We all know that rushed decisions will usually turn out to be the bad ones. When you decide on your choices too quickly, more often than not, you’re just acting upon impulses. It’s essential for you to take the time (where possible) to analyse every decision before choosing one based on natural inclinations.
But what if someone wants a quicker answer? You don’t have that much time to think! Well, there’s always the possibility of you asking for more time to research and reflect on the info gathered before making the decision. Try asking yourself pertinent questions and doing a comparison for the decisions you’re about to make. Doing so will often eliminate the less ideal options making it easier for you to decide.
We’re bound to make wrong decisions in life sometimes, which may have led to an undesirable outcome. Instead of getting discouraged, you should know that these wrong decisions are the ones that help you to make better decisions in the future because of the lessons that you inevitably have to learn. It also enables you to identify the areas of improvement, and figure out how you could achieve a better outcome next time.
Every decision you make comes with a risk. Even those which you’re already familiar with making! This is because there’s a high chance that you’ve grown accustomed to certain habits that cause you to make these poor decisions. You often don’t need to think much when you’re about to make these decisions, and precisely because of that, it might bring you down the wrong path. For example, you're so used to sneakily playing mobile phone games everyday at work that you no longer think about it, and just do it. However, one day a HR personnel catches you in the act and you're given a warning letter due to behavioural issues, and you realise that you made a bad call.
When you’re faced with a difficult decision, sometimes framing your problem in a different way will help. A slight change in your thinking can significantly affect how you perceive the issues. Hearing “80% of people who undergo this professional certification will pass” is better than hearing “20% of people who undergo this professional certification will fail”. The facts are the same, but the latter term is usually perceived to have a greater risk.
When you have to deal with tough decisions, you might overthink the consequences of each of those choices. However, overthinking your choices might ruin your ability to make the right decisions. You'll probably be overwhelmed by your thoughts if you keep thinking about the pros and cons for too long. Where possible, consider sleeping on your problem and let your brain work through it as you sleep. The correct answer might just come popping in during the night!
We believe that making the wrong decisions is better than not making any decision! Making bad or wrong decisions show us that there's still room for improvement. When your choices don’t turn out as you expect them to, then it’s time to reflect and ask yourself what went wrong. It’s always good to try and find out what lessons you can glean from the choices you’ve made, but remember not to dwell on your mistakes for too long. It might just harm your mental health.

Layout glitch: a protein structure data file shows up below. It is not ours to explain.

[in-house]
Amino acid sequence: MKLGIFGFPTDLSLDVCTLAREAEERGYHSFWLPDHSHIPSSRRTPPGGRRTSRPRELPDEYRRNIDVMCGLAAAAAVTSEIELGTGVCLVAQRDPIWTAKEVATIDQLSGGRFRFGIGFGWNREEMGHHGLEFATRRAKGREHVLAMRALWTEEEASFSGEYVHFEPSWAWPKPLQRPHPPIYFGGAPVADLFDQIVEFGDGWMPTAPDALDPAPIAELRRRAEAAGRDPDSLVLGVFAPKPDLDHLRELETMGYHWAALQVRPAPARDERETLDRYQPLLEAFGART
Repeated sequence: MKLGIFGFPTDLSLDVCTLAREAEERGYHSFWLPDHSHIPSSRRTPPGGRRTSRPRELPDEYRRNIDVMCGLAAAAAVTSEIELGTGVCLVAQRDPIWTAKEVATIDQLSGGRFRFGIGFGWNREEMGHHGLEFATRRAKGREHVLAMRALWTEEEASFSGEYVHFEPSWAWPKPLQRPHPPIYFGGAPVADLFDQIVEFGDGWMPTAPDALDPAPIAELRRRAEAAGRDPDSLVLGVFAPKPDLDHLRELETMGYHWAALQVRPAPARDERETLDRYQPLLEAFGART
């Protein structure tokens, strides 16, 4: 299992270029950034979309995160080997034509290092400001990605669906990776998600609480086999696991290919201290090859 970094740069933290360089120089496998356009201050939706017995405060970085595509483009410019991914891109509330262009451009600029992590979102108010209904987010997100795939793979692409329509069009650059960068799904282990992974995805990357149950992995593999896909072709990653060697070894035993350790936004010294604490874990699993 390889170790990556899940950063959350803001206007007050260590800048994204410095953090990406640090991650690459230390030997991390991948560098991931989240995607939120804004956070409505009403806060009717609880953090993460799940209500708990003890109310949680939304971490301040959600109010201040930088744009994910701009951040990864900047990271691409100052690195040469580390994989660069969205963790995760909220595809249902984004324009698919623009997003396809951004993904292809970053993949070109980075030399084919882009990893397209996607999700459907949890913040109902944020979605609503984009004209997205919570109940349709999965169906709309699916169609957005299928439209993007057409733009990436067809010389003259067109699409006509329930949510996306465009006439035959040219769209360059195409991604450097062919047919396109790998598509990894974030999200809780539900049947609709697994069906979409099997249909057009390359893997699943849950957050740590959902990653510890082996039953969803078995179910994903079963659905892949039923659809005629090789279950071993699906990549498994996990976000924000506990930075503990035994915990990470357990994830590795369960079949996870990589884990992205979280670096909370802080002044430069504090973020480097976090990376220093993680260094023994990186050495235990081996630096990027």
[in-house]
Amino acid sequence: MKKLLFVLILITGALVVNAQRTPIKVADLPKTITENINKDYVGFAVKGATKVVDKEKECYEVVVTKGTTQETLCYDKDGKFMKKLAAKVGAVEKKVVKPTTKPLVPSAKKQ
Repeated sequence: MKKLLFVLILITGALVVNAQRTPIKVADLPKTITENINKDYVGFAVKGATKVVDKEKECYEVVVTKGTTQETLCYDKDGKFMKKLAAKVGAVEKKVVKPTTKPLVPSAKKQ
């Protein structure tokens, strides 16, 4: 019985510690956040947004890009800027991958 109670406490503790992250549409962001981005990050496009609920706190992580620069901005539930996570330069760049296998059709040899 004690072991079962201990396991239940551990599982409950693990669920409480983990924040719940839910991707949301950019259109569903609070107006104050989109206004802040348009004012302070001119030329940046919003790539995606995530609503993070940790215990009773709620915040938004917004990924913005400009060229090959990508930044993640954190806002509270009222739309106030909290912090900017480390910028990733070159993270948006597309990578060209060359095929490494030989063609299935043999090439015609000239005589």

It's okay to admit that we’ve all got shortcomings of our own. Sometimes we’re just biased in some ways, and when it comes to listening, most of us prefer to do things the easy way instead of the hard way. Scientists call this phenomenon the heuristic experience (i.e., mental shortcuts that allow people to solve problems and make judgments quickly and efficiently). While these mental shortcuts save you a lot of time in making the little decisions in your life, they might cause you to walk on the wrong path in the long run. Acknowledging this shortcoming of ours may help us be more objective over time.
Once we’ve decided on something, we’re most likely going to cling to that decision. Such is the nature of humans. Psychologists referred to this as 'belief perseverance'. Admitting that there are better options out there proved that our decisions are wrong or are less accurate. Hence, there's a good chance that we will develop a certain degree of perseverance, so much so that we believe that our decisions are the only right choices. The best way to make sure that our decisions are correct is to argue with the complete opposite decisions.
In reality, there are more things for you to consider when it comes to making decisions, such as seeking out learning opportunities to hone your skills. For example, you can opt to work with an expert career coach or sign up for a certified decision-making course (yes, there's such a thing!) that'll guide you better.
It doesn't matter if these decisions require very little or a lot of effort, we’re constantly making decisions throughout our daily lives. So, remember to always think things through, and do your best to improve your skills as a decision-maker. We promise you that your life will change when you start choosing the right paths that bring better outcomes.